"At Method, every candidate who makes it as a finalist gets asked the same question: How will you help keep Method weird? This is always the third and final question during the 'homework assignment,' which is the final stage of our interview process. We give candidates 45 minutes to present three questions, which are given to them several days in advance. Kind of a live audition. We find it to be a much higher predictor of success than relying just an interview and reference checks, so it has been a cornerstone of our interview process for over five years. "A big advantage of this approach is that it allows you to get a real sense of chemistry and cultural fit by prototyping what working with a candidate will be really like. Since 'Keep Method Weird' is a cultural value, we ask them directly how they will support this, which is a tough question to answer in an interview in front of an audience. It forces people to show us who they really are, so we can see if they have courage, confidence and creativity. Because when you are trying to disrupt traditional categories, you need weird people who see the world a little differently."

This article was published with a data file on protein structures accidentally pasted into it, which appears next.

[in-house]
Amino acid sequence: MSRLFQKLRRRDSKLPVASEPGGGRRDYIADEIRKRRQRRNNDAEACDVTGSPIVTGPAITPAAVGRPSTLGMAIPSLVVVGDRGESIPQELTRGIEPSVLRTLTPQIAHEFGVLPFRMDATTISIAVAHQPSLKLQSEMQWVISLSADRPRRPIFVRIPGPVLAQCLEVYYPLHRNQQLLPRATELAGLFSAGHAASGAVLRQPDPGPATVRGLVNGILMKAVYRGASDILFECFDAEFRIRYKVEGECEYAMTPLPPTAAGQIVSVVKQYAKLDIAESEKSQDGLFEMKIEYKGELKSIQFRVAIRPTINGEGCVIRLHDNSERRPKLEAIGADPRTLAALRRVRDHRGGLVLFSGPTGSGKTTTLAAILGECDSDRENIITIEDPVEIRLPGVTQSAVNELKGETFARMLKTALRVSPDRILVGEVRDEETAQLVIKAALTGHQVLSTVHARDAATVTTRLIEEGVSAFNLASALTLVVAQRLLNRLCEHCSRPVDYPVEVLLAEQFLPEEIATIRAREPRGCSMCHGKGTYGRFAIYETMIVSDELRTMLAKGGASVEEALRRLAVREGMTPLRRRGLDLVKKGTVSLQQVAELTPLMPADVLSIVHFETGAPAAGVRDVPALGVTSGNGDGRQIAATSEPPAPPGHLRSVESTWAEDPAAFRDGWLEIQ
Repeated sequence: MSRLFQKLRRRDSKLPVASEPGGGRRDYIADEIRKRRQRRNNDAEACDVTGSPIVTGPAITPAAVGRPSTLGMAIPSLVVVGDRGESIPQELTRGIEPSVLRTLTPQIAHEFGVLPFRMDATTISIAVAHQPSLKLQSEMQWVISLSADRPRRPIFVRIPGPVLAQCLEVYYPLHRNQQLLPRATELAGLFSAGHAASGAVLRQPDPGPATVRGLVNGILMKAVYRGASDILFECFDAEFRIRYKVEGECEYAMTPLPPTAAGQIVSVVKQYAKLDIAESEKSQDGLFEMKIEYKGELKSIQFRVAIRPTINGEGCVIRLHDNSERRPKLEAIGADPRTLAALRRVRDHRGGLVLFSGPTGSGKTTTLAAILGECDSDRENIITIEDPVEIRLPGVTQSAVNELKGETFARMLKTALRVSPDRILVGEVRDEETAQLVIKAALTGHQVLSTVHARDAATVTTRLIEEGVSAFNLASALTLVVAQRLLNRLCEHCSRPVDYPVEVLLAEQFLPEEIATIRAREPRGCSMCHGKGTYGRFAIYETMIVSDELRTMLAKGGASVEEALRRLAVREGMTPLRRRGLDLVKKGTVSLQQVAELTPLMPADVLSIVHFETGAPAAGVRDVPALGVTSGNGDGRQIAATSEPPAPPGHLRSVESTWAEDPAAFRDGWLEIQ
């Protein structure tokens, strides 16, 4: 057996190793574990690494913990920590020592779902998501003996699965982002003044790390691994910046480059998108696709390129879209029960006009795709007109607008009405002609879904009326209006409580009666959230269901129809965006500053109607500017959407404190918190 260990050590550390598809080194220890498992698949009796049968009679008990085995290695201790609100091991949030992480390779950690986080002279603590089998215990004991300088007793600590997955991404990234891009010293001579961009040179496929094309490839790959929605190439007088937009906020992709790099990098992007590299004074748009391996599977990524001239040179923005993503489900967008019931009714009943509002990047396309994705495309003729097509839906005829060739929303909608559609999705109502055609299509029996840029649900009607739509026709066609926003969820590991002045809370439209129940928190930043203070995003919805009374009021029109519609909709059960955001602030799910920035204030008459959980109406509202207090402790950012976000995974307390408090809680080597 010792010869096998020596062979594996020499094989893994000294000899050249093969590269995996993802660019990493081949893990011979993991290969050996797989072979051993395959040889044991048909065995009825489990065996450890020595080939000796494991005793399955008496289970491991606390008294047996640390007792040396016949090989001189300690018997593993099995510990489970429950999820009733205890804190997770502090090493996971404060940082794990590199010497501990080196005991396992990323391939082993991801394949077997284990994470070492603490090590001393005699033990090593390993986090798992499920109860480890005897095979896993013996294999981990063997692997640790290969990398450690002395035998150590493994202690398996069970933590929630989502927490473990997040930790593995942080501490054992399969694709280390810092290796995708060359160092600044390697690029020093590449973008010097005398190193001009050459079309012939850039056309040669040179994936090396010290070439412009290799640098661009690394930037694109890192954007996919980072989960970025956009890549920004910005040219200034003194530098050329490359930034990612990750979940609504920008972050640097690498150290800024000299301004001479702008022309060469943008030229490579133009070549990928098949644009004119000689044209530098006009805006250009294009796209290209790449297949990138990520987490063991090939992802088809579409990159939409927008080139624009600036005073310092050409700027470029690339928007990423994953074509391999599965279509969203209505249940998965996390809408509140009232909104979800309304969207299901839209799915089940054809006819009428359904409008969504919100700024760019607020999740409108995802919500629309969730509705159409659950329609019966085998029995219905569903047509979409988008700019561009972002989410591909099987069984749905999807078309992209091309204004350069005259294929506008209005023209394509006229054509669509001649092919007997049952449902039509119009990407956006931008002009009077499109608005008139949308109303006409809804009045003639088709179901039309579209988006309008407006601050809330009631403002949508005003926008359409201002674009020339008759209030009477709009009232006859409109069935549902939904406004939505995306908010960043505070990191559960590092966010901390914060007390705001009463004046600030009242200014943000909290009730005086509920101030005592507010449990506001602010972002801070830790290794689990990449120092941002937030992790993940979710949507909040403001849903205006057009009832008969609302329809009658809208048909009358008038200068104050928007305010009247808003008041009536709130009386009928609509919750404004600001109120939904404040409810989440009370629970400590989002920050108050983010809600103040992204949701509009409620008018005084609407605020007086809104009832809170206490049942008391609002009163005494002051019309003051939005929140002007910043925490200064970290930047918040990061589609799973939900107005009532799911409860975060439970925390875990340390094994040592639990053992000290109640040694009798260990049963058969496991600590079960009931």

Phil Town

Investor and Author of Rule #1 and Payback Time

"Tell me why you are the best person in the world for this job."

Gary Whitehill

Founder, The Relentless Foundation and New York Entrepreneur Week

"If you had one wish, and it was the only wish that is guaranteed be granted in your lifetime, what would it be and why?"

Steve Strauss

Columnist and Author of The Small Business Bible

"I like the off-beat question that evokes answers that can't be rehearsed. What is your favorite book or favorite movie? That's good because it makes the interview more personal and usually ends up revealing something interesting about the person."

Lexy Funk

Co-Founder and CEO, Brooklyn Industries

"Why do you want to come work for Brooklyn Industries?"

Tags: Board of Directors, Clint Greenleaf, Eric Ryan, Gary Whitehill, hiring, hiring decisions, hiring tips, HR, human resources, Jennifer Hill, job interview questons, job interview tips, job interviews, Julie Jumonville, Lawrence Gelburd, Lexy Funk, Phil Town, Rob Adams, Steve Strauss, Tate Chalk, Tom Skazy, Warren Brown